To Gweilo, or not to Gweilo

In the Hutong
Oggling the Thunderheads
1702 hrs.

In a profile of Francois Curiel, the Hong Kong-based Asia head for British auction house Christie’s, The Wall Street Journal’s Amy Ma focuses on the question of whether it is appropriate to have a white westerner (a “gweiloh,” or “foreign ghost” in Cantonese) running an the Asian arm of a western business.

Mr. Curiel responds that he wonders that himself sometimes, and that he works hard to remain humble and learn from his staff. Further, he notes that only 10 of his 130 staff in Hong Kong are non-Chinese, and that the Beijing and Shanghai offices are both 100% Chinese.

I wish Mr. Curiel the greatest success in Asia. Unfortunately, I think that in giving a politically correct answer he may have sacrificed an excellent opportunity to give the right one.

What’s Race Got to Do With It?

If we can ask “can a Gweilo” lead in Asia,” we should also be able to ask “can a Chinese lead in America,” “can a Filipino lead in France,” or “can an Indian lead in Russia?” It is unlikely you will hear such questions asked, however, for two reasons. First, in the west, to ask such a question would imply a lack of ability based on the ethnicity of the executive, and thus taint the questioner with a heady whiff of racism. Second, the highly-visible three-decade-long procession of otherwise promising non-Chinese executives who have come to China and failed has fostered a myth of Chinese exceptionalism, a belief that to succeed in China you must localize completely.

There are enough examples of executives who have come to China from Europe and North America over the years to prove that this is a canard. The record offers ample proof that, with the proper preparation, skills, attitude, and approach, non-Chinese executives can lead successful enterprises in China. I will not embarrass the individuals by mentioning names, but such executives have been integral to the success in China of companies like General Motors, BHP Billiton, Intel, Caterpillar, Boeing, BASF, Siemens, Nestle, SAP, Ogilvy & Mather and JWT, for starters.

It’s the Talent, Monsieur

It is time we stopped asking this question, and instead acknowledged that the ethnicity of the executive is far less relevant than the abilities of the individual and the internal culture of the corporation. Companies should be expected to understand the specific skills and attributes an executive will need to accomplish the company’s goals in a given location or circumstance, and to hire, train, promote, and retain accordingly. Corporate ethnic cleansing under the guise of localization is not a sustainable human resources strategy, especially as the compensation gap between local and international staff narrows.

If I were a Christie’s investor, bidder, client, or employee, it would be my fervent hope that no matter where in the world the auction house was operating that it was hiring people based not on their ethnicity, but on their skills, their professionalism, and their integrity. If such outstanding people were available locally, all the better. Any CEO who leads a global company should be able to say, with conviction, that localization for its own sake is foolhardy, and that the company hires employees based on talent, not on ethnicity, in China as it does everywhere else in the world.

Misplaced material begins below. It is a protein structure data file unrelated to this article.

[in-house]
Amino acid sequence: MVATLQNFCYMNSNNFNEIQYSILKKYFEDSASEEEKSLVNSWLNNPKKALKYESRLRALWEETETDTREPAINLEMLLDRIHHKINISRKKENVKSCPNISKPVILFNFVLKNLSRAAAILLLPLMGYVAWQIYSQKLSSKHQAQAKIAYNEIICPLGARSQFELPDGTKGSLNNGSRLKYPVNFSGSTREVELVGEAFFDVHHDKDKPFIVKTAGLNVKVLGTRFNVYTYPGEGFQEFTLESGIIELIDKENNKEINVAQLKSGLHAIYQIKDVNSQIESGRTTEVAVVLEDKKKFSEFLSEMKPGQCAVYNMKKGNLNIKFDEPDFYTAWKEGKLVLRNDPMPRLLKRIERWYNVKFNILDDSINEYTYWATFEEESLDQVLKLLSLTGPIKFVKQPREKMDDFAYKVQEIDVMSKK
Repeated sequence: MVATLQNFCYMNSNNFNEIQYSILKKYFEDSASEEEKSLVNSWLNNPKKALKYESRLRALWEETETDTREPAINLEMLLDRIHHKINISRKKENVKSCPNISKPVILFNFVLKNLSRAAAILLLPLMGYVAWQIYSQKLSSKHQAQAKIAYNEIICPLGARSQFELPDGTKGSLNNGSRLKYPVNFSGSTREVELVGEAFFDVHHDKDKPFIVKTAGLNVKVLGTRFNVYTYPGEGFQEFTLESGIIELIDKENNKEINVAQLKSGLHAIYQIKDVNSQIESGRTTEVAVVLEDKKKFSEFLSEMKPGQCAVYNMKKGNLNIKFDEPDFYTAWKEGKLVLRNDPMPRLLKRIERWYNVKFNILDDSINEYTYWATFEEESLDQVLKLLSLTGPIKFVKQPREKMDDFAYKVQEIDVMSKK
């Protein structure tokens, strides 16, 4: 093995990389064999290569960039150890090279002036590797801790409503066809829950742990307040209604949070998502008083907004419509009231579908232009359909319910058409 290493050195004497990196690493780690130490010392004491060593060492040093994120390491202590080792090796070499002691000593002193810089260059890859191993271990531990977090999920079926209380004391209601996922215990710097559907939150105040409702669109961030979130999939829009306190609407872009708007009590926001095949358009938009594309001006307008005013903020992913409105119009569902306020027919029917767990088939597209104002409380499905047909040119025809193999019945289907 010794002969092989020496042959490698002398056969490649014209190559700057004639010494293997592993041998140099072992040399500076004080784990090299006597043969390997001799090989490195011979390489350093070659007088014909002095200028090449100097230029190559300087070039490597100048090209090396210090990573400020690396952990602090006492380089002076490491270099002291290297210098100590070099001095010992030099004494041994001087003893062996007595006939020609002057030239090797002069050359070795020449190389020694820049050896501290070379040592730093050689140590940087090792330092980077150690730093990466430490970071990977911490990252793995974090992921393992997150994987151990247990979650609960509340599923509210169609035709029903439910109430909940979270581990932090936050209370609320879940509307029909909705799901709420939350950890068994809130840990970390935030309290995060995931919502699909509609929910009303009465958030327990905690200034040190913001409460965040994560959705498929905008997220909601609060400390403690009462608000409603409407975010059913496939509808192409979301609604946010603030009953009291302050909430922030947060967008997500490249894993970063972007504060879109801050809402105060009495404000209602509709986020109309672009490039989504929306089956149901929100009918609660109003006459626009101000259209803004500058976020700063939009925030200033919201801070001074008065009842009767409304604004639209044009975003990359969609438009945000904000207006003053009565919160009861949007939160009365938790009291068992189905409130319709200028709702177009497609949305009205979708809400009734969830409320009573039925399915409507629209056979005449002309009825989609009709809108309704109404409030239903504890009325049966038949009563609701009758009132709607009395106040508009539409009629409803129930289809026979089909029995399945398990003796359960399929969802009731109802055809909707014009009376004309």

Purely from a PR standpoint, think of how much more powerful a message Mr. Curiel would have sent had he looked the reporter in the eye and said “we hire the best people in our business in Asia without exception, and in following that policy we have wound up with only 10 non-Chinese in our entire Greater China operation. We see China as a gold mine of talent for our industry.”

There is no nation on Earth that possesses a monopoly on the best talent in a given field of commercial endeavor. Even the not-always-so-worldy members of the U.S. Congress recognize that, hence the existence of a little weapon of global competitiveness called the I-95 visa. The enterprise that ignores that truth does so at its own peril.

Cam

David, excellent piece. I looked at this issue myself in a blog post titled “Would China trust a laowai in a position of power?” (Link: http://www.zhongnanhaiblog.com/?p=392). I agree with the thrust of your argument, but find the reverse to be true, which is that Chinese corporations (especially SOEs) are more likely to hire Chinese senior managers than foreign senior managers. Conversely, here in Hong Kong, the head of the Securities and Futures Commission, Martin Wheatley, has resigned and will leave in a few weeks. Beijing has been vocal about the SFC finding a Chinese (or at least a Putonghua speaker) as Wheatley’s successor. Fortunately, Hong Kong has taken the path you advocate, which is to say it is looking solely at the person’s qualifications; it appears it is set to hire an executive from Australia.

David Wolf

Cam, thanks for the link. While the Red Mandarins here in the Northern Capital may be reluctant to admit it publicly, even they must know that the globe’s investors still carry a larger say in the affairs of the SFC than they do.